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Brain Res. 1999 May 22;829(1-2):209-21.

Acute peripheral inflammation induces moderate glial activation and spinal IL-1beta expression that correlates with pain behavior in the rat.

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1
Department of Pharmacology, Dartmouth Medical School, Hanover, NH 03755, USA. sarah.sweitzer@dartmouth.edu

Abstract

Our laboratory has previously shown that glial activation and increased proinflammatory cytokine expression are observed in the rat spinal cord following peripheral nerve injuries that result in neuropathic pain behaviors. In the present study, we sought to determine whether acute peripheral inflammation induces changes in central glial and cytokine (Interleukin-1beta) expression similar to those seen following peripheral spinal nerve transection. Two models of peripheral inflammation were used in this study: formalin (5% solution) or zymosan (25 mg/ml) injected subcutaneously into the plantar portion of the left hind paw of male Holtzman-strain Sprague-Dawley rats. The rats were euthanized at 1 h, 6 h, and 1, 3, 7 days post-injection (n=4 or 5/group/time point). As expected, the animals treated with formalin showed a spontaneous pain response and mechanical allodynia that persisted for approximately 60 min following injection. The animals treated with zymosan exhibited mild spontaneous pain responses during the first hour and mechanical allodynia at 6 h and 1 day following injection. Immunohistochemistry for glial activation and cytokine expression was performed on L4-L5 spinal levels in all rats. Spinal sections from both formalin and zymosan treated animals exhibited microglial and astrocytic activation and increased Interleukin-1beta immunoreactivity at 1 and 6 h, respectively. Spinal glial activation and upregulation of Interleukin-1beta appear to parallel the development and maintenance of zymosan and formalin-induced mechanical allodynia. These findings support a unifying theory that glial activation and cytokine expression have a similar, if not related, role in producing hyperalgesia following either peripheral inflammation or peripheral nerve injury.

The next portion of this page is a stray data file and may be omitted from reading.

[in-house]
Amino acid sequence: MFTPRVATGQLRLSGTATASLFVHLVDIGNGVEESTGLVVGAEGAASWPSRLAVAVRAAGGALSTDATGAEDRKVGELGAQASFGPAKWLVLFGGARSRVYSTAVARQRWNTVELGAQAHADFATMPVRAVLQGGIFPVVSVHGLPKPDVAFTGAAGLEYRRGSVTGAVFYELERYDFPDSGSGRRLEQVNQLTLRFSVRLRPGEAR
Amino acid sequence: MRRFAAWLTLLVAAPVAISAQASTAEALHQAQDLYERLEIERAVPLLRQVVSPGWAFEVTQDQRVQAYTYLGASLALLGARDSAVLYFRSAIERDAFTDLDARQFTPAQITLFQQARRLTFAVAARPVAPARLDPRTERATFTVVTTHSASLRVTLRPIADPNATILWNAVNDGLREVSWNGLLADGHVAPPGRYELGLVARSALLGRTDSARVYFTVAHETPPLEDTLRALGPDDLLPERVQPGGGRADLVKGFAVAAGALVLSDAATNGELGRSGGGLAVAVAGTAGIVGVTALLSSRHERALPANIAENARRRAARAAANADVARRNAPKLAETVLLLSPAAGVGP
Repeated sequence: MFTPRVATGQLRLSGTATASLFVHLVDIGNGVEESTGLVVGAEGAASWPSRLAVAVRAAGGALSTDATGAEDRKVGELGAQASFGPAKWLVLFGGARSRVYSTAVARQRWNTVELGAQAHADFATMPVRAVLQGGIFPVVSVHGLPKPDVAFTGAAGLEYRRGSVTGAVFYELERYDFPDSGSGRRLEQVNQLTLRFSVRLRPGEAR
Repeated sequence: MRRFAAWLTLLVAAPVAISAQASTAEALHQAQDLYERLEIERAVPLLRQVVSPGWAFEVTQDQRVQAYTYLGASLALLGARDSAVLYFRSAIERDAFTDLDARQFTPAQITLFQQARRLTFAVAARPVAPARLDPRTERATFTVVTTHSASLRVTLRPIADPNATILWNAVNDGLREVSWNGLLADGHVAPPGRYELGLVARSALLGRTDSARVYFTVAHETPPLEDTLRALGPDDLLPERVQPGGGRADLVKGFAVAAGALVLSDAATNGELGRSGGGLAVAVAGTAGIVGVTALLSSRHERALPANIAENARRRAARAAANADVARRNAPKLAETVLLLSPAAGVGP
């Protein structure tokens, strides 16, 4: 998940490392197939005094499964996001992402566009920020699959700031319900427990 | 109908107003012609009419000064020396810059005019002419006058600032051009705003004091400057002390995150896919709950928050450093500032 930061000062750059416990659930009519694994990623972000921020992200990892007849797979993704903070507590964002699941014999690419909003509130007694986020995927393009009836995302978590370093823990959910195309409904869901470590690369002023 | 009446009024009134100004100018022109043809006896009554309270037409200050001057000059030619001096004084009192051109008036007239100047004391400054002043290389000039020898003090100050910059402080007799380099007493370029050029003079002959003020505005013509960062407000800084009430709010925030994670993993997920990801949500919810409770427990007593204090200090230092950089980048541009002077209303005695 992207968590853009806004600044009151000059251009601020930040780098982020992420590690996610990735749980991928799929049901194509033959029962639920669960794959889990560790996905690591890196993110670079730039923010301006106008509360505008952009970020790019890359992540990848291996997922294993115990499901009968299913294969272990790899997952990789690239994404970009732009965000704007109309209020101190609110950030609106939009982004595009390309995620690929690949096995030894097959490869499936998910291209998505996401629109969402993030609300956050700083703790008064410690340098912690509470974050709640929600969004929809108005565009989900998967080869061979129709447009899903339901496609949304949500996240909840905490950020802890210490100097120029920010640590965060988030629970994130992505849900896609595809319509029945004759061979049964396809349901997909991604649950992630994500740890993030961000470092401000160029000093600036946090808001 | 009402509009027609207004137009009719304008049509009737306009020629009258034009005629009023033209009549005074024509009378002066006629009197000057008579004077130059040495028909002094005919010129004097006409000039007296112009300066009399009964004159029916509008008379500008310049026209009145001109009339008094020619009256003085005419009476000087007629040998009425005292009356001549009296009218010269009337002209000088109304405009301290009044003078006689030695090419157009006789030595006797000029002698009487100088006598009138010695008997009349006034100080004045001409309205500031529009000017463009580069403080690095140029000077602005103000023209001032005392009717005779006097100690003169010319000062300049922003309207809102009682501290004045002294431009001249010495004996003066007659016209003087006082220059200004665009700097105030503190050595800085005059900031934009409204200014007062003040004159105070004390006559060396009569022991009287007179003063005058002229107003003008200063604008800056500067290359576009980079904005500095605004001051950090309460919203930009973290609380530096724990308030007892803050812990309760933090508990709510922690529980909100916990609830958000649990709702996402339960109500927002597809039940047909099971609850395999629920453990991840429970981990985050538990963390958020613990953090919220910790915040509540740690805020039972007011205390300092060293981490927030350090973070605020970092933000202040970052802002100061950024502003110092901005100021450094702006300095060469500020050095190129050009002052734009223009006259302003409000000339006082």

PMID:
10350552
[Indexed for MEDLINE]
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